AVONDALE, Ariz. — Carl Edwards climbed from his car, stood on the door and landed a backflip near the finish line. He then hopped on the wall in front of the grandstand, grabbed the checkered flag and waded into the crowd, trading high-fives with fans.
After a miserable week at Daytona, Edwards had plenty to celebrate. That it came at Phoenix International Raceway seemed fitting.
Coming through on his promise to dominate after his Daytona debacle, Edwards pulled away on a late restart and ended a 70-race winless streak Sunday, the second lengthy drought he has ended at Phoenix.
"This win feels as good or better as any win I've ever had," he said.
Edwards missed the Chase in 2012, and his spiral continued at Daytona, where he wrecked five cars. On his way out of Florida, he declared he was ready to win.
He did just that, leading the final 78 laps on the 312-lap race around the odd-shaped oval in the first nonrestrictor-plate race with NASCAR's new Gen-6 car.
Edwards got a push from defending Sprint Cup champion Brad Keselowski on the restart with two laps left and pulled away, winning for the first time since Las Vegas in 2011.
After parking at the finish line, Edwards landed his first backflip in nearly two years and celebrated with the fans, just like he did at PIR after ending another 70-race winless streak in 2010.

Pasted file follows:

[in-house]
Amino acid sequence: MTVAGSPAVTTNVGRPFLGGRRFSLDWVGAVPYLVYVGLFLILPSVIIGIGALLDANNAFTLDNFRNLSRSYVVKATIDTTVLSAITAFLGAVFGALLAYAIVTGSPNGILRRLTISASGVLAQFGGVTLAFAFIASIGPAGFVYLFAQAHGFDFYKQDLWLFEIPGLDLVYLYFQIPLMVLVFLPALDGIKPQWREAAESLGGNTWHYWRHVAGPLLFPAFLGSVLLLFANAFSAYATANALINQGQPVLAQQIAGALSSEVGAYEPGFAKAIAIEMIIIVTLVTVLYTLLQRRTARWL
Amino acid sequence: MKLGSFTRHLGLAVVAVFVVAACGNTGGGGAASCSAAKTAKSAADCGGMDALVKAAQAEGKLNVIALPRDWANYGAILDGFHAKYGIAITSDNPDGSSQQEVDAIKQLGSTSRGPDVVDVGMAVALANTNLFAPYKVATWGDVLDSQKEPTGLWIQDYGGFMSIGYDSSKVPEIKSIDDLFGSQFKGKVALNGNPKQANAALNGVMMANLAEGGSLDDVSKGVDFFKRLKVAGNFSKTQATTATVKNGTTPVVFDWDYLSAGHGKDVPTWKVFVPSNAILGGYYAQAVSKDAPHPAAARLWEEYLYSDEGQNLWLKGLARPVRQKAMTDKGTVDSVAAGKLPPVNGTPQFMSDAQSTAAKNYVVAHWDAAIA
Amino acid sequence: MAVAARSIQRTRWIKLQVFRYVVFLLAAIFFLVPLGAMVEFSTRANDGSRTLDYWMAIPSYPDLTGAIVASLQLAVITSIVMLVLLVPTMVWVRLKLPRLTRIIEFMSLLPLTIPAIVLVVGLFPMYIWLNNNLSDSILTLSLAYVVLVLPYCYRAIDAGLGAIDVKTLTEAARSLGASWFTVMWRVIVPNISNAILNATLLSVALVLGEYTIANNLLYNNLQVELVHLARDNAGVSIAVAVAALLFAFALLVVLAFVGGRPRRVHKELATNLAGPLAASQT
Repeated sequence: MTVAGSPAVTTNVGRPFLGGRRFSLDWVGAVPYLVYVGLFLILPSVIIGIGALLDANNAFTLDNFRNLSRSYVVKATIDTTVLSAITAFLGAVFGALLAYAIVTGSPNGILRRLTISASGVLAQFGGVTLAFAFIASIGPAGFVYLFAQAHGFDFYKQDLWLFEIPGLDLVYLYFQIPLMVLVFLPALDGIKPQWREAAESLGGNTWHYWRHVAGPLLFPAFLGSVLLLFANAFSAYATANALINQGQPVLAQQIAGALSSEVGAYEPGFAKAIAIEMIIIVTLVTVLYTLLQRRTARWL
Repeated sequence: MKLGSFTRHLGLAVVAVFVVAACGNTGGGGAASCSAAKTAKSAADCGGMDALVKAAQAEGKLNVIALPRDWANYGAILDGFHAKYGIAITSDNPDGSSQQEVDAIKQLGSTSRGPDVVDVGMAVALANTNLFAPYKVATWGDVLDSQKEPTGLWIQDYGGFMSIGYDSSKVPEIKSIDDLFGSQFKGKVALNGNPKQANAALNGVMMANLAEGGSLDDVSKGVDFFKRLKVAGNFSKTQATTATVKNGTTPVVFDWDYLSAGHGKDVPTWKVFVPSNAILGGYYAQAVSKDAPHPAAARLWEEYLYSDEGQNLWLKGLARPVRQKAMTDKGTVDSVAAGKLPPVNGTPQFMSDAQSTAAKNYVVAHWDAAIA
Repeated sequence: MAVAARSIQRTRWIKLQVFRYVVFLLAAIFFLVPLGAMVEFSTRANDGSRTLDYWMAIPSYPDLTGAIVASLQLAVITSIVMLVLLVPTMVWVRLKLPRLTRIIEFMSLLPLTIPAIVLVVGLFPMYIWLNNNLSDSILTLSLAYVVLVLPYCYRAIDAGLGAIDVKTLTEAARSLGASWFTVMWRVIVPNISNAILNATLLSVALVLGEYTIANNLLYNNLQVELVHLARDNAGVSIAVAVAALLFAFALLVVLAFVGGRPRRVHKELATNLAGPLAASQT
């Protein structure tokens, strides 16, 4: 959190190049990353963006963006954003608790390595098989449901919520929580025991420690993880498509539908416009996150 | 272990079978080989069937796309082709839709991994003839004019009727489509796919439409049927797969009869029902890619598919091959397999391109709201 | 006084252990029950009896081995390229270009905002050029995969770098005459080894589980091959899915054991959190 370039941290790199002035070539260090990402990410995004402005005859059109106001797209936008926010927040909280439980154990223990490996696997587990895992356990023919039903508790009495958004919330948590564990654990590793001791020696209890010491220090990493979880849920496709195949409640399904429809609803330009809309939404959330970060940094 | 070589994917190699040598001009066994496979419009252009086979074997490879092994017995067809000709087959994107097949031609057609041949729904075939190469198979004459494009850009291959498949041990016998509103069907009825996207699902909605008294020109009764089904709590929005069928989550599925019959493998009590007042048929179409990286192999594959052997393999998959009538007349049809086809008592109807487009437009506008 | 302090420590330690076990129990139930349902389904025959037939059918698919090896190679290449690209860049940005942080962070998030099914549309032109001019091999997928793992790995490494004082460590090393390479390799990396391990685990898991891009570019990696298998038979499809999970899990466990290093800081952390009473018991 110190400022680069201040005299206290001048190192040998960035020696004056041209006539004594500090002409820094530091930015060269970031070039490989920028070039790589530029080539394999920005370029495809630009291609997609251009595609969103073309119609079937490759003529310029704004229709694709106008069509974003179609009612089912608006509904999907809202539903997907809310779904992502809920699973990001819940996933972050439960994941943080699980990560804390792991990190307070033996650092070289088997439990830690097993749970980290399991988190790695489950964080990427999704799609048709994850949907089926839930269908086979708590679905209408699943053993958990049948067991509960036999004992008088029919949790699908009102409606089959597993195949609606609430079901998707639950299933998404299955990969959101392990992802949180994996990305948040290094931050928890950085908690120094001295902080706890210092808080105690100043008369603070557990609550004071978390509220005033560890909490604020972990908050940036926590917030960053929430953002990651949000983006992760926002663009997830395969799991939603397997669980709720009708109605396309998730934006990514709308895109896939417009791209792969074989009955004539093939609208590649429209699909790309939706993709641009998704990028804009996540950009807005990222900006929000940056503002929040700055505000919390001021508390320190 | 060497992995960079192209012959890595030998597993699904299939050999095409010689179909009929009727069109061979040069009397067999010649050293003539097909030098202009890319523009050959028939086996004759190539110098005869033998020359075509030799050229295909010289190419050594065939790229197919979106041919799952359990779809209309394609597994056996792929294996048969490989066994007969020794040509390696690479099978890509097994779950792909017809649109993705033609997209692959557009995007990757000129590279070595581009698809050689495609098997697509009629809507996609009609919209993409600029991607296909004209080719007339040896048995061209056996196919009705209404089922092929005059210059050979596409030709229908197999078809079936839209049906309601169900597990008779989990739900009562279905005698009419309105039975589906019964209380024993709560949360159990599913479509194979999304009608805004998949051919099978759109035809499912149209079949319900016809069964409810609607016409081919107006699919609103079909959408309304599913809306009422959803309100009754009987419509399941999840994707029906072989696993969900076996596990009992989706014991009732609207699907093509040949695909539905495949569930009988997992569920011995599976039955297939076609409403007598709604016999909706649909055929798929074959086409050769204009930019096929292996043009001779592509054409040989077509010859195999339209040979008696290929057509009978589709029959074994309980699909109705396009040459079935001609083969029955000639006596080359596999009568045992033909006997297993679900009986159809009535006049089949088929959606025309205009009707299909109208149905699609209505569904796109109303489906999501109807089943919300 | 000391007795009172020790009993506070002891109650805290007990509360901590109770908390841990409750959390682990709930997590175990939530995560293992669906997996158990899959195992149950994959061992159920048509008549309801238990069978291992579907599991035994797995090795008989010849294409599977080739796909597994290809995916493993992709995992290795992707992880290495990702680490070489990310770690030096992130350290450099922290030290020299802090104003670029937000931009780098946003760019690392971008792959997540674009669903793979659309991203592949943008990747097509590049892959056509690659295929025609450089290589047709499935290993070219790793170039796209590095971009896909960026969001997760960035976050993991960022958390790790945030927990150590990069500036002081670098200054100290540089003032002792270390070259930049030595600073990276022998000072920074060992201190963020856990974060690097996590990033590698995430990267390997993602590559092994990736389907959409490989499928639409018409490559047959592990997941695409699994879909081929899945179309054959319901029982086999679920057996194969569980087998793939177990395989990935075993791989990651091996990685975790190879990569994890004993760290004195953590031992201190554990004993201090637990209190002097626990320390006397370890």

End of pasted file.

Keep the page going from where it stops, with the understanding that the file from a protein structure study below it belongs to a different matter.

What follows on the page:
The big duel came right behind Edwards for second place. Denny Hamlin made a last-lap pass on the apron below the dogleg. He popped up alongside Daytona 500 winner Jimmie Johnson, who edged Hamlin by inches.
"As far down as I was, I was committed, there was nothing that I was going to do where I would back out," Hamlin said. "I just hoped I would have just slid in front of the 48, then you risk getting punted and spun, and your whole day you've worked everything for is taken away in a corner. I held my line and thought I really did the right thing and gave those guys room to pass me back, and one of them did."
Mark Martin, at 54, the second-oldest driver to start a Cup race from the pole, failed in his bid to become the oldest Cup winner. He led the first 49 laps and 26 more later, but he couldn't sustain it and finished 21st.
Danica Patrick had a rough followup to her breakthrough week at Daytona, where she became the first woman to win a Cup pole and lead green-flag laps in the NASCAR season opener.
But her day at Phoenix ended with one of the hardest hits of her career. With about 100 laps left, the right-front tire on her No. 10 Chevrolet went down and slammed her into the wall.
"Whenever those right-fronts go, they always hit hard because you don't broadside, you hit more straight on," said Patrick, who finished 39th. "It took a hard hit both sides and I'm fine."